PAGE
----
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Mohave Ground Squirrel
Basic Facts About Mohave Ground Squirrels
The Mohave ground squirrel (Spermophilus mohavensis) is one of the more elusive animals of the California desert. Their highly developed desert survival skills allow them to avoid the extremes of the hostile climate. They are very hard to find and even more difficult to observe and study. Mohave ground squirrels are small brown squirrels with white bellies and thin tails.
Mohave ground squirrels eat a variety of foods, but feed primarily on the leaves and seeds of forbs and shrubs.
Did You Know?
Mohave ground squirrels emit a high-pitched "peep" as an alarm call, when startled or when young first begin to emerge from their burrows.
Determining population size of the Mohave ground squirrel is difficult due to its elusive nature. The species is inactive throughout much of the year, and abundance as well as the period of surface activity varies from year to year.
The Mohave ground squirrel occupies portions of Inyo, Kern, Los Angeles and San Bernardino counties in the Western Mojave Desert. The species ranges from near Palmdale on the southwest to Lucerne Valley on the southeast, Olancha on the northwest and the Avawatz Mountains on the northeast.
The Mohave ground squirrel occupies all major desert scrub habitats in the Western Mojave Desert. The mainly solitary Mohave ground s quirrel hibernates from August to March, when food is scarce. It carries its tail over its back when running; the white underside helps reflect the sun's rays.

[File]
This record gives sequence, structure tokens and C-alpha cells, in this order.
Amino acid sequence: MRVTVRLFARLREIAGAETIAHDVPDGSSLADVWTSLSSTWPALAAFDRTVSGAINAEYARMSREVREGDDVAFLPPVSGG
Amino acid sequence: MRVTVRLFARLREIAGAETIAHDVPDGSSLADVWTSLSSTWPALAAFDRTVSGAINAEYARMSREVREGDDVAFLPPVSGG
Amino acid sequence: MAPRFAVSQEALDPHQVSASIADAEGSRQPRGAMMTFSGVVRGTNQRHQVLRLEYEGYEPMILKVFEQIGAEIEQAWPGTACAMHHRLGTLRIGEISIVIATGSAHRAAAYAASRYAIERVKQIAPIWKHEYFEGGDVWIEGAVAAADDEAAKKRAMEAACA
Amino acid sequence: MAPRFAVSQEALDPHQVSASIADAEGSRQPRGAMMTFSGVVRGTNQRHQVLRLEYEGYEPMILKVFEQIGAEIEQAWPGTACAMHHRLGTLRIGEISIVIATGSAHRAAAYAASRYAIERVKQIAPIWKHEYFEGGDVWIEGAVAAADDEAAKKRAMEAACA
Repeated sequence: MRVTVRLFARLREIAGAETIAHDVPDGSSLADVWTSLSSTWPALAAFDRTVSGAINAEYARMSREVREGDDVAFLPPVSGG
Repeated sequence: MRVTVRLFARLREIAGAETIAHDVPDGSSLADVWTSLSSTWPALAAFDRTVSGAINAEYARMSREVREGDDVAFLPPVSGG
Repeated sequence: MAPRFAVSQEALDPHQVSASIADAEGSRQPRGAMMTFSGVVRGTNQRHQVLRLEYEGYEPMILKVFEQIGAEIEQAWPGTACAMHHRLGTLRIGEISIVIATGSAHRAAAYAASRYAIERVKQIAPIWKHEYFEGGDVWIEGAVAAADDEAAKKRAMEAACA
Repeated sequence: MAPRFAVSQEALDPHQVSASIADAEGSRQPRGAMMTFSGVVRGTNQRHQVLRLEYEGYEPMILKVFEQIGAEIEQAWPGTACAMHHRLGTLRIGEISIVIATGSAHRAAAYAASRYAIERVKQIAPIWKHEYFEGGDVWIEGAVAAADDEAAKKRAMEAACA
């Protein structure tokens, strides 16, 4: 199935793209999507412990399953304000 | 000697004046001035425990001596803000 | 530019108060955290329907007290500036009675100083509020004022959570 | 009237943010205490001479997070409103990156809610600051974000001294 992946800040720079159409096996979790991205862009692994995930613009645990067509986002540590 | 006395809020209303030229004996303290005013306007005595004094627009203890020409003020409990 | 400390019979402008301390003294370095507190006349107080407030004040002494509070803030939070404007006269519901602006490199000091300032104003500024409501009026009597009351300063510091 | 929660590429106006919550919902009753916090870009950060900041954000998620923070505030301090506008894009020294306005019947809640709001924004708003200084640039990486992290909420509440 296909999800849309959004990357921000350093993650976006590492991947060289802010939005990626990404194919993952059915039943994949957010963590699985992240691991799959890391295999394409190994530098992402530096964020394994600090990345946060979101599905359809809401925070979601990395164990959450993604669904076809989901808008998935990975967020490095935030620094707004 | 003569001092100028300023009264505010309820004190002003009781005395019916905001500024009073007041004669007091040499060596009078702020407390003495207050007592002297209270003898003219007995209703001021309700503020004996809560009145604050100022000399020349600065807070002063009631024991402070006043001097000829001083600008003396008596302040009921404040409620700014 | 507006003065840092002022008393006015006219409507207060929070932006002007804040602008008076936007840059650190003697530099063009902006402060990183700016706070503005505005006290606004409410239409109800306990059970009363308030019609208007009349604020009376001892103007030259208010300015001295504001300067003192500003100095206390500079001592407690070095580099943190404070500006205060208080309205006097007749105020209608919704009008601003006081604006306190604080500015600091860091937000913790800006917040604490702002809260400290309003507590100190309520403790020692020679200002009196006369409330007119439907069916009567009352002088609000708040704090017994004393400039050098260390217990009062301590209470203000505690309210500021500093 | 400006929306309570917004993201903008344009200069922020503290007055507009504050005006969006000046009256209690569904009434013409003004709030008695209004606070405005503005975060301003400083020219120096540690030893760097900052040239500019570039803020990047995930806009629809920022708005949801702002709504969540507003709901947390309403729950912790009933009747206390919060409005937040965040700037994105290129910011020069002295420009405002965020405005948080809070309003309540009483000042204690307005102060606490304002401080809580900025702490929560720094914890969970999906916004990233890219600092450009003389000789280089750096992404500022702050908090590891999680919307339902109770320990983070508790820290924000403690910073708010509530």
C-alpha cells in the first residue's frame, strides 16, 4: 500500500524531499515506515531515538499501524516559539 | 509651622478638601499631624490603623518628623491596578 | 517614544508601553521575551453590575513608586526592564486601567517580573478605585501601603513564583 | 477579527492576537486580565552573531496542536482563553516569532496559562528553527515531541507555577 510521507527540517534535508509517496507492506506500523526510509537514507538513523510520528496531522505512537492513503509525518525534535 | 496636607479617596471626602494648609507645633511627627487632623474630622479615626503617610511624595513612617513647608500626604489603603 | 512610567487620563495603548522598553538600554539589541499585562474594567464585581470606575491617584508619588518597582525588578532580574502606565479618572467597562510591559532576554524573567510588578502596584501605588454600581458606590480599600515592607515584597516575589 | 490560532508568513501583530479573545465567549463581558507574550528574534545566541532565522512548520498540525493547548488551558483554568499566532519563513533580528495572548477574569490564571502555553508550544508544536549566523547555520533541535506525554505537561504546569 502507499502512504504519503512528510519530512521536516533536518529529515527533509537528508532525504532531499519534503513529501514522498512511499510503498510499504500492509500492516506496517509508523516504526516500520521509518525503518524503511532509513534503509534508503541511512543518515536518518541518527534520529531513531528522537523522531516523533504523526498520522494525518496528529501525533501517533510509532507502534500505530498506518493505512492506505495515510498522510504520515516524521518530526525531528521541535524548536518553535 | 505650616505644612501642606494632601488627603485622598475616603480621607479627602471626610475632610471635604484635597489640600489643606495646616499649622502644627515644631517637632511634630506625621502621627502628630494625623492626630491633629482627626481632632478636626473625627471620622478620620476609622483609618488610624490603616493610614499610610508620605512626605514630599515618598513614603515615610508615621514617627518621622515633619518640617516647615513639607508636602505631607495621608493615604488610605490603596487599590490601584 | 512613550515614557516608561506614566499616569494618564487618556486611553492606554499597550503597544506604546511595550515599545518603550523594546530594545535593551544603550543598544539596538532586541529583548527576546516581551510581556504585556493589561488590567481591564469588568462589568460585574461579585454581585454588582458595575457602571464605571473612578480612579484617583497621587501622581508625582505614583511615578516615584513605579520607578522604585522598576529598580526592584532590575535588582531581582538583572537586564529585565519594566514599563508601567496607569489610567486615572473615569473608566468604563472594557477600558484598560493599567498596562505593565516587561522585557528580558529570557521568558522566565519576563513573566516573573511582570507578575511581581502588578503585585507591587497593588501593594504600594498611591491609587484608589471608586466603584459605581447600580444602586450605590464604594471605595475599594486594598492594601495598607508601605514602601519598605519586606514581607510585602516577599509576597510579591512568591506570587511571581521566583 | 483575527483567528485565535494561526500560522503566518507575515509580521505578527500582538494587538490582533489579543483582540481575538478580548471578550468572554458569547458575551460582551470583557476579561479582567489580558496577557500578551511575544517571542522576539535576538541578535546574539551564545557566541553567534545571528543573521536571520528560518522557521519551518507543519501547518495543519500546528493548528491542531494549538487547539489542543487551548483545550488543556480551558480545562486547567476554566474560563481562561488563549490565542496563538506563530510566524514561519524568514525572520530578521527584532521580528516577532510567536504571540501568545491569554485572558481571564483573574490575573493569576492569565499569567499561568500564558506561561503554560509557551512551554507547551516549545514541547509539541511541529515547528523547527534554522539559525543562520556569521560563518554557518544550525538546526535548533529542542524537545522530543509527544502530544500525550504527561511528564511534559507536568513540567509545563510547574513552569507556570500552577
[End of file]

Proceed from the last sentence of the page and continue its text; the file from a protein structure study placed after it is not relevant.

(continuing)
Did You Know?
Natural predators to Mohave ground squirrels include badgers, coyotes, snakes, falcons and hawks.
It seems that that the Mohave ground squirrel controls its population and food sources by refusing to mate when there is significantly low rainfall. They will often hibernate early, sometimes as early as April, and wait until the next year to try again. This leads to near extinction in the areas with little or no rain, but the population seems to increase steadily after the rains return. Breeding occurs soon after they emerge from hibernation.
Mating Season: Spring.
Gestation: Less than a month.
Litter size 6-9 young.
The young are usually weaned after only about a month and will leave the nest. Often, the young ground squirrels will settle close to their mother’s burrow, but sometimes a young male will travel far, often up to four miles, to establish his own territory.
More on Mohave Ground Squirrel: Threats to Mohave Ground Squirrels »
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